In other words, it’s a mistake. We do not condemn people for making mistakes, especially when they recognize them and are willing to make amends. Mistakes are how you learn, and to condemn them is to damn us all to ignorance. While we want to remove people from power who deliberately and repeatedly employ their power to abuse others, we do not want to live in a world where mistakes can ruin your life. If you think otherwise, be careful of what you wish for.
There is one last element in this: presentism, which is the practice of applying current standards to the past. The Trump/Weinstein effect is only a year old, but it has managed to usher in a whole new standard for relations between the sexes. This is progress, but progress comes at a price: the past, and many of the people in it, suddenly becomes a disappointment. It is the job of liberals to advance progress, but it is the job of conservatives to slow it down so everyone can catch up, and to stop the bad ideas of liberals. Our enthusiasm must be held in check. We have just had a major cultural advance, and it can be hard to get our bearings in these circumstances. The question is, did the person accused know that what they were doing was wrong when they did it, or is it wrong in retrospect?
It is not the job of conservatives to defend the obviously guilty. The predators on our list knew that what they were doing was wrong at the time, and so did everyone else. Someone at the mall Moore hung around said everyone knew what he was up to. He was hunting underage girls, which was illegal then as it is now. Trump and Weinstein paid hush money. Louis C. K. said he didn’t want to talk about it, but admitted it all when it came out. He seemed to think at the time that it was okay if he asked the women beforehand and didn't touch them. Franken was caught like a deer in the headlights, and denied nothing. Again, there is an essential difference here. The predators did things in the past that were wrong at the time. The others did things in the past that in retrospect, have only become wrong in the present.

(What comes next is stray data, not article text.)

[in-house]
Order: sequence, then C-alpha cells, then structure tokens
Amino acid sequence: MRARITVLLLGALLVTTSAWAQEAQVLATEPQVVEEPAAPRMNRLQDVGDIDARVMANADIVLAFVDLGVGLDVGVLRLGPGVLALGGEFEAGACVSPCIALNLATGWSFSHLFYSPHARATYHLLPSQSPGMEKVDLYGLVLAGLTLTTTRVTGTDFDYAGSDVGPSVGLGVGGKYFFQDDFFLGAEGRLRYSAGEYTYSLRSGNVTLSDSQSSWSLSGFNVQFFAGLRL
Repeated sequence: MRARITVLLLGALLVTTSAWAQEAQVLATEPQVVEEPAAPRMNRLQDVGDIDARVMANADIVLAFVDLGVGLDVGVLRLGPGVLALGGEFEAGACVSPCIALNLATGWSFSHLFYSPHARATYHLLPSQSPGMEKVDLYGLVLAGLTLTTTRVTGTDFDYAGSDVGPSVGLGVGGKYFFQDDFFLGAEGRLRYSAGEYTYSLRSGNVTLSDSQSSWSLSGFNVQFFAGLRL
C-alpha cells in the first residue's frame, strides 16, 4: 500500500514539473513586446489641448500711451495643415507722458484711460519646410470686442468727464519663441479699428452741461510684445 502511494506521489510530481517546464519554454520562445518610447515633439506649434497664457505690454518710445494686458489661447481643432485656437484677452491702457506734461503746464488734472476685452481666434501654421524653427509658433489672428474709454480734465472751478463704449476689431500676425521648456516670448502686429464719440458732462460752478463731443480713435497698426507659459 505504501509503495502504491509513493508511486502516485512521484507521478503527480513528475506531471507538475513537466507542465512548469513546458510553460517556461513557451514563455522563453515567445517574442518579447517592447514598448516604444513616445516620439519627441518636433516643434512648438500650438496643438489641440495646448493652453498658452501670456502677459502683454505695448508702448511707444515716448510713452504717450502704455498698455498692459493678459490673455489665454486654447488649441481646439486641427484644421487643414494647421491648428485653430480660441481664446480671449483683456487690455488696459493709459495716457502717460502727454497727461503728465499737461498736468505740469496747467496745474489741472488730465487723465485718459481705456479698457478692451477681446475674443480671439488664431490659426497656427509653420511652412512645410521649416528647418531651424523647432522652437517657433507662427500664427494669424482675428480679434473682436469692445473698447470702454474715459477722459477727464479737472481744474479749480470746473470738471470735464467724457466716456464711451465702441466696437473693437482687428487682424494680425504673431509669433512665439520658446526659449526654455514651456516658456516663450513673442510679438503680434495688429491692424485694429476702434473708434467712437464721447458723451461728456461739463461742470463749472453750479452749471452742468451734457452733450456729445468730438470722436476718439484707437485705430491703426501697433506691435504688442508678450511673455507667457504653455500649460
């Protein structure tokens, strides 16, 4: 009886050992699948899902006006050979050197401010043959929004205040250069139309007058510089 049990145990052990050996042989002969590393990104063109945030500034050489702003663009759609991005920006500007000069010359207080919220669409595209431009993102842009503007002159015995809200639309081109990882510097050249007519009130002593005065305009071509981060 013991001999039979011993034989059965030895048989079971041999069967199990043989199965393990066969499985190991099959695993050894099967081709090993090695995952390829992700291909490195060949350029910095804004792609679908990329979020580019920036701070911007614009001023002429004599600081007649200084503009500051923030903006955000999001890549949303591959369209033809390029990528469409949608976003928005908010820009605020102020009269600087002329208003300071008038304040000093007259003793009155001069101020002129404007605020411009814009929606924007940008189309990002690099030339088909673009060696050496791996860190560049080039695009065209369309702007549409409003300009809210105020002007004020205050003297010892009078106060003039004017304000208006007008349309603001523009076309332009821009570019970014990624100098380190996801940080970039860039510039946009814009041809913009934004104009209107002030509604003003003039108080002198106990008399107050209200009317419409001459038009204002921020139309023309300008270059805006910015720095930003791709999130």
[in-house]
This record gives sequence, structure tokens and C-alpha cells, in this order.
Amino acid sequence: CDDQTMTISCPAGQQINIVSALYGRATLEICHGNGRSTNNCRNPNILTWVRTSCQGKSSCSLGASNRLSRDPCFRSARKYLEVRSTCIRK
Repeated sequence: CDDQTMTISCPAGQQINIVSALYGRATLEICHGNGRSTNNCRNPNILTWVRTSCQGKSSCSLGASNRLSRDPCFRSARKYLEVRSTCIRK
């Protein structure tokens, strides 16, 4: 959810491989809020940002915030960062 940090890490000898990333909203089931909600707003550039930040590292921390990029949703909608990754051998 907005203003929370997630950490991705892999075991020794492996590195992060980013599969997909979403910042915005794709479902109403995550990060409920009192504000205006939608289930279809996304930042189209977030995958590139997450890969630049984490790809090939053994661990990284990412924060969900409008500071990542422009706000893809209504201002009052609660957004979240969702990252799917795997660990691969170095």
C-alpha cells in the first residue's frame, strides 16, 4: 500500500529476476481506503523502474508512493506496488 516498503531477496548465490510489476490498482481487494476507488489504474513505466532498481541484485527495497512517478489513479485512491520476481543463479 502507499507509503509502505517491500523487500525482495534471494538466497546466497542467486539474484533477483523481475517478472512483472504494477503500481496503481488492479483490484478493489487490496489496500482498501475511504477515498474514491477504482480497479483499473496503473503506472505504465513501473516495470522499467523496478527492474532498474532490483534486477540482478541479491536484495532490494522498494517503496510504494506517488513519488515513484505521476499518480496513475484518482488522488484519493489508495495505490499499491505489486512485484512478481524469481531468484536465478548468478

We are walking a line here, and that line divides the space between propriety and puritanism. I first noticed this in university in the early 80’s, when I said that the politics of feminism at the time resembled nothing so much as the anti-sex league of Nineteen Eighty-Four. Sex is a complicated and awkward business, and most people don’t know their way around it, especially the young. People are going to get signals wrong, be too aggressive or too passive, they’re going to get drunk, they’re going to make decisions they later regret. Mistakes will be made, and again, we do not condemn people for making mistakes. The accused must always be innocent until proven guilty, and if there is only one witness for the prosecution, the integrity of that witness is of primary concern. No one can ever be granted to power to ruin another with mere words.
Mistakes will be made, and they must be forgiven. Young men must learn how to avoid these mistakes, but young women must also learn to navigate the terrain and take these mistakes less personally. Deliberate malfeasance, however, must be met with steel, and clarifying the roles of men and women will make the lines more obvious. This won’t be done in a day—or a year, as we have recently tried—but it can be done.